In light of the ongoing discussions about and interest in sustainable cities, walkable communities, cycling as a healthy lifestyle choice, accessibility in general, I got to thinking about how oddly marginalized Paolo was, by many of his peers, during his lifetime. Despite world renown, multiple awards, blockbuster exhibitions of his graphic designs, the man was far from having been universally acknowledged by all the architectural giants whom he knew, who knew him. He was admired by many of his contemporaries but in general, they were not, as time went on, quick to ask his opinion. I got to wondering, as I said, how that came to be.
It is true that his writing is somewhat arcane, to say the least. It is also true that his structural vocabulary is as unusual as it is unique - Moishe Safdie once told me, after he and Paolo had competed for design of a building in San Francisco, he felt Paolo's forms served to disadvantage him. Neither of those facts completely accounts for his having been largely pushed aside, despite the initial enthusiasm of scores of architectural critics and savants, despite the still-present and consistent trickle of ongoing interest in his perceived work.
In the course of ruminating about this, Dr. Deborah Sword, a Canadian friend whose blog, WritingForLife, offers insight and information about the world of breast cancer survival, happened to bring to my attention physicist Murray Gell-Mann's Scientific American blog entry of 2013/12/17: "The events that create our current life are frozen accidents. What we think of as history is a series of coincidental cascades where events happened in a particular order to bring us to today."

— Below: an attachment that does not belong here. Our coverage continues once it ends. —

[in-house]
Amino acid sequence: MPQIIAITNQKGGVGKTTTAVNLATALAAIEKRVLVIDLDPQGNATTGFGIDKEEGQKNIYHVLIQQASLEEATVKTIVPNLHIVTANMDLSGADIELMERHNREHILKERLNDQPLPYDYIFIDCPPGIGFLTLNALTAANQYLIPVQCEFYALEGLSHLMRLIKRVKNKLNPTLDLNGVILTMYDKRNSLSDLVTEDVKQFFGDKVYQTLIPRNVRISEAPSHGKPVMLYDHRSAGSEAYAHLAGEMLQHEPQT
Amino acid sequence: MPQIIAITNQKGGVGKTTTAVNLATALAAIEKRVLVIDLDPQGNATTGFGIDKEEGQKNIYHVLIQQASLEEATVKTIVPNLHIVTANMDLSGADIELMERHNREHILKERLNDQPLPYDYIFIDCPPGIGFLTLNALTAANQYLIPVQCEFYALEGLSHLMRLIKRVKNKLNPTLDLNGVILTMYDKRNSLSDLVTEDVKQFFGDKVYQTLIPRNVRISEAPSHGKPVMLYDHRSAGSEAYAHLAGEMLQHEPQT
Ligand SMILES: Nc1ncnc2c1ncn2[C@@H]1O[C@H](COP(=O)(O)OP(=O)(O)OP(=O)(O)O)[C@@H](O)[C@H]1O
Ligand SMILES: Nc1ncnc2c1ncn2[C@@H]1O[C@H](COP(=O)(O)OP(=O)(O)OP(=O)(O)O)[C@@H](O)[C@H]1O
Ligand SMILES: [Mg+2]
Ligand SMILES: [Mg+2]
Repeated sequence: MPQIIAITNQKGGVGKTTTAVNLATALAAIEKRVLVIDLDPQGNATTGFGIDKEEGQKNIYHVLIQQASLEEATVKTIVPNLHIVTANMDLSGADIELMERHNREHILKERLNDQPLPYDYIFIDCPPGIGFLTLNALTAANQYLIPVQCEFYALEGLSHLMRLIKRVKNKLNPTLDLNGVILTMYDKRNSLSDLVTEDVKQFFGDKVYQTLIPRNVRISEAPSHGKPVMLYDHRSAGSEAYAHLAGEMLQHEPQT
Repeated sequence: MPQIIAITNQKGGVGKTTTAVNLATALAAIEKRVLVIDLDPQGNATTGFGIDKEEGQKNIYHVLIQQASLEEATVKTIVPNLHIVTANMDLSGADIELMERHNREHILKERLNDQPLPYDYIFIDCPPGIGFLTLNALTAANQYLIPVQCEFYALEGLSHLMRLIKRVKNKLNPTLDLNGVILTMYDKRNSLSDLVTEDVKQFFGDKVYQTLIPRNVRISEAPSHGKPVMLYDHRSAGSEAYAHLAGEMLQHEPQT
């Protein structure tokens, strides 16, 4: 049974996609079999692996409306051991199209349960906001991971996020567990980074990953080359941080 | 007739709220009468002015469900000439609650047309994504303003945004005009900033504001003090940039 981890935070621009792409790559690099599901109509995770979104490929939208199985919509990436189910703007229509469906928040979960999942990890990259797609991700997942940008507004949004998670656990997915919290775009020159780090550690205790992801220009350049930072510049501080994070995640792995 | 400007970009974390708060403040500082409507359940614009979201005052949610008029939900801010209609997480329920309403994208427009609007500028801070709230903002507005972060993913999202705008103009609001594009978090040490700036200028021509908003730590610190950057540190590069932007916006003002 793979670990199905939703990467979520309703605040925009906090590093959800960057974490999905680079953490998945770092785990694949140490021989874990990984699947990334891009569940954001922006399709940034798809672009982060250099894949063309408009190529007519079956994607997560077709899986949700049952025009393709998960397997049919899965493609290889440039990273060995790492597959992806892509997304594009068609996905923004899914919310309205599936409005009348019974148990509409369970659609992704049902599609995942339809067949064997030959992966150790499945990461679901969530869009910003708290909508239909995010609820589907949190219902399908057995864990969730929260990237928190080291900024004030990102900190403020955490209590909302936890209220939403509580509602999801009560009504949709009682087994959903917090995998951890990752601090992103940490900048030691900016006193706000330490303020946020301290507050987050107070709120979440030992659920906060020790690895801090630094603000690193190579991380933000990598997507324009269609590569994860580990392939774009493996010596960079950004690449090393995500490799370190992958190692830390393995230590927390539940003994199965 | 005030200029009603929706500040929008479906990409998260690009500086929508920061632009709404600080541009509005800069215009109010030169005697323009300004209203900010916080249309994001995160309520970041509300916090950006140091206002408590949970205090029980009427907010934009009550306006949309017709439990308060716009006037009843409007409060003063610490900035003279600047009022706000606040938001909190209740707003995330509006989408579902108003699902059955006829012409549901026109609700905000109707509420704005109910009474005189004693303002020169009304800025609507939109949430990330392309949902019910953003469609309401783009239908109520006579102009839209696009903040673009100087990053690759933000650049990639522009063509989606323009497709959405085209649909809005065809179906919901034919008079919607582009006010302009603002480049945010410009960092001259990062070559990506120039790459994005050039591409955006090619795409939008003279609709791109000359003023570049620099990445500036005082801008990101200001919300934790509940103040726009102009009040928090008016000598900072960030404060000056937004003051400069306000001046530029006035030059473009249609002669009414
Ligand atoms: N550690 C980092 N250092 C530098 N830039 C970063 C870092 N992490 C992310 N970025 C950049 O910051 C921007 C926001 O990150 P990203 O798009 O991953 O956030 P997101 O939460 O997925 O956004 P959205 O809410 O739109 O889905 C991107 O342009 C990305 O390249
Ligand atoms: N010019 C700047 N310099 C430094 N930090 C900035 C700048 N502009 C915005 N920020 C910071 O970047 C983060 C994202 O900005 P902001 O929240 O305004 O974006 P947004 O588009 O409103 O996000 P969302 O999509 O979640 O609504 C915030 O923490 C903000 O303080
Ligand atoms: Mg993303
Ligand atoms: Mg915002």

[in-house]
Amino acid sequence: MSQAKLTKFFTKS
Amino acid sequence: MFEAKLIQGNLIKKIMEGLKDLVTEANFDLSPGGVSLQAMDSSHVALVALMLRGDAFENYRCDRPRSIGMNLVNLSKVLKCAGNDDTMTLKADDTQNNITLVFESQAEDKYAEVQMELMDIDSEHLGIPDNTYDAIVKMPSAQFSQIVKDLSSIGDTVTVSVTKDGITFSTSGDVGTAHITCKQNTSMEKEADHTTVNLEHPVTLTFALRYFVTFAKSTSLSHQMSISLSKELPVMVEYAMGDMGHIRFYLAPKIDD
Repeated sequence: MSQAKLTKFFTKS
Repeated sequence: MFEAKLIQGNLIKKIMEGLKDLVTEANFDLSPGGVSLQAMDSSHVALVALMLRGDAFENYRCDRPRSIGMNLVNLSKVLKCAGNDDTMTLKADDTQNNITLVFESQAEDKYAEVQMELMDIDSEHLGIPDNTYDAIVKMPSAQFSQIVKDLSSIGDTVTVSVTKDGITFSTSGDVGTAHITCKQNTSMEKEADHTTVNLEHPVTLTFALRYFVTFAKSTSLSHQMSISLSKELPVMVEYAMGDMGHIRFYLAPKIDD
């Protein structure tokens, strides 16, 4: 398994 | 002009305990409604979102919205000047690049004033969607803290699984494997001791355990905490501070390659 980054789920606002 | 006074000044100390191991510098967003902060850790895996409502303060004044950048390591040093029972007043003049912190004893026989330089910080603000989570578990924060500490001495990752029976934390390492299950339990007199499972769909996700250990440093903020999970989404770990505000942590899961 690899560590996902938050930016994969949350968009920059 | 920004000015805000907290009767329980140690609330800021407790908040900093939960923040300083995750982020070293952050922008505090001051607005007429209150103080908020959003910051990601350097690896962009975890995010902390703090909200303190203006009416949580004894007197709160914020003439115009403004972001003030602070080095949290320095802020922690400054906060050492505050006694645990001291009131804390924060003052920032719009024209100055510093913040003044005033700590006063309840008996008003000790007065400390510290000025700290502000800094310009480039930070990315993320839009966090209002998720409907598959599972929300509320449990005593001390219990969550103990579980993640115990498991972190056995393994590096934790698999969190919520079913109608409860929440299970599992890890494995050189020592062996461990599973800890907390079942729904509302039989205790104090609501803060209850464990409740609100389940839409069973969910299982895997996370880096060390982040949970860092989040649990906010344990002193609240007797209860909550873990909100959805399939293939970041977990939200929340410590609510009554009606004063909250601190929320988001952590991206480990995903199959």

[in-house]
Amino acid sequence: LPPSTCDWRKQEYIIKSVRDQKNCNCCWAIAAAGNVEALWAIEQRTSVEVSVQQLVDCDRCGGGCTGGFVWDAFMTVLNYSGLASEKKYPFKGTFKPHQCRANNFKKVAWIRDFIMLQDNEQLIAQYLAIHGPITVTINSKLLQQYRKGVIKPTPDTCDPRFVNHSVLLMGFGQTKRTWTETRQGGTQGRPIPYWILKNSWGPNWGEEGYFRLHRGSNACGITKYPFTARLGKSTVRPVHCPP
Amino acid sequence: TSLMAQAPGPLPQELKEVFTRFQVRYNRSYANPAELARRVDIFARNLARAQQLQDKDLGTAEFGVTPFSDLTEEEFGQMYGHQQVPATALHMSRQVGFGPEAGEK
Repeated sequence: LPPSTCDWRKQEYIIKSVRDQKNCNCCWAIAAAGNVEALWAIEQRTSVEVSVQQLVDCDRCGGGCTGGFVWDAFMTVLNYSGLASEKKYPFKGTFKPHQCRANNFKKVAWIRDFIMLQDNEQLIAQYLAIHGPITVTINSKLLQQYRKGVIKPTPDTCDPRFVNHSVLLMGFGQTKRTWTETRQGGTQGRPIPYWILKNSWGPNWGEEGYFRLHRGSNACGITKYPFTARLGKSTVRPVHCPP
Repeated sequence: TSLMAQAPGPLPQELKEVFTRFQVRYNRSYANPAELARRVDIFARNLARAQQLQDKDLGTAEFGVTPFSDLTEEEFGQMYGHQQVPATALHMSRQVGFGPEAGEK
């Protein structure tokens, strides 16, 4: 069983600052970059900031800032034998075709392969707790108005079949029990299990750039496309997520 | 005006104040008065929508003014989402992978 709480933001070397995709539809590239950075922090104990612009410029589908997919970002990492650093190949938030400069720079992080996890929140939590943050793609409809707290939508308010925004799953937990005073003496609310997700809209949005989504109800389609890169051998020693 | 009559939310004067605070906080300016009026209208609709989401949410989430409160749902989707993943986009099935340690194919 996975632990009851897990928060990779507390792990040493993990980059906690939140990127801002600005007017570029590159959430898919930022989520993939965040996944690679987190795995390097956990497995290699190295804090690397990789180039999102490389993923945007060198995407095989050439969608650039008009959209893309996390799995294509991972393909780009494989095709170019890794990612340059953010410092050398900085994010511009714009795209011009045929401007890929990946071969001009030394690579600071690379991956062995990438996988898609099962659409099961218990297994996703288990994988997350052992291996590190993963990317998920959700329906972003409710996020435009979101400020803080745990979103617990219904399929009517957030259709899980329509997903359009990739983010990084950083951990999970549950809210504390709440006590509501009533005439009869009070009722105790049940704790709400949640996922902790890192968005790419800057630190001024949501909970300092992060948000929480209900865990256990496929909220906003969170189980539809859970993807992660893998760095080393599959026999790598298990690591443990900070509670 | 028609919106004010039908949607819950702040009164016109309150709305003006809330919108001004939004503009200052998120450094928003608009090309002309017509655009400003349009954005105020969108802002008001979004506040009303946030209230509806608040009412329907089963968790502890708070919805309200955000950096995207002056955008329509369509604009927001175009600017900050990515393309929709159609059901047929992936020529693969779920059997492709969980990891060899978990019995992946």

The statement made sense, immediately reminded me of a related observation that also made perfect sense when it was delivered by Buddhist teacher Tulku Bardor Rinpoche at the Rigpe Dorje Centre in Montreal: "Most of life is accident, What we do with the accidents we are given is how we create karma."
Paolo Soleri never met Murray Gell-Mann or Tulku Bardor Rinpoche. Comparative religion was not his strong point and his knowledge of particle physics was, despite the sophistication of his designs for buildings, far from exhaustive. Nevertheless he did give thoughtful consideration to the world, came to his own conclusions about it, which echo in his own inimitable style the values of the Great Traditions. His insight, his embrace of what he called "frugality," is akin to the view of poet William Wordsworth, who said "The world is too much with us; late and soon, Getting and spending, we lay waste our powers...." and poet Oliver Goldsmith, who observed ""Ill fares the land, to hastening ills a prey, Where wealth accumulates and men decay.""
To poise oneself on the brink of the future is as precarious as poising oneself on the edge of a cliff. If you have no forecasting tools or a great deal of experience, it's hard to determine whether the next breeze will blow up into a storm of gale proportions.
Paolo understood the power of greed intuitively, how it could bleed a human soul and heart, remonstrated with it in principle as well as, for himself, in practice. But his ongoing reckoning with it as a force, independent of the basic, simple perception that it's wrong, is by no means an easy read, even for super-prescient phone-booth touchdown travelers.
Hang onto the coat-tails of the wind, o ye time-weary curiosity-seekers. Hitch your carpets up tight and snug. This could be the ride of your lives.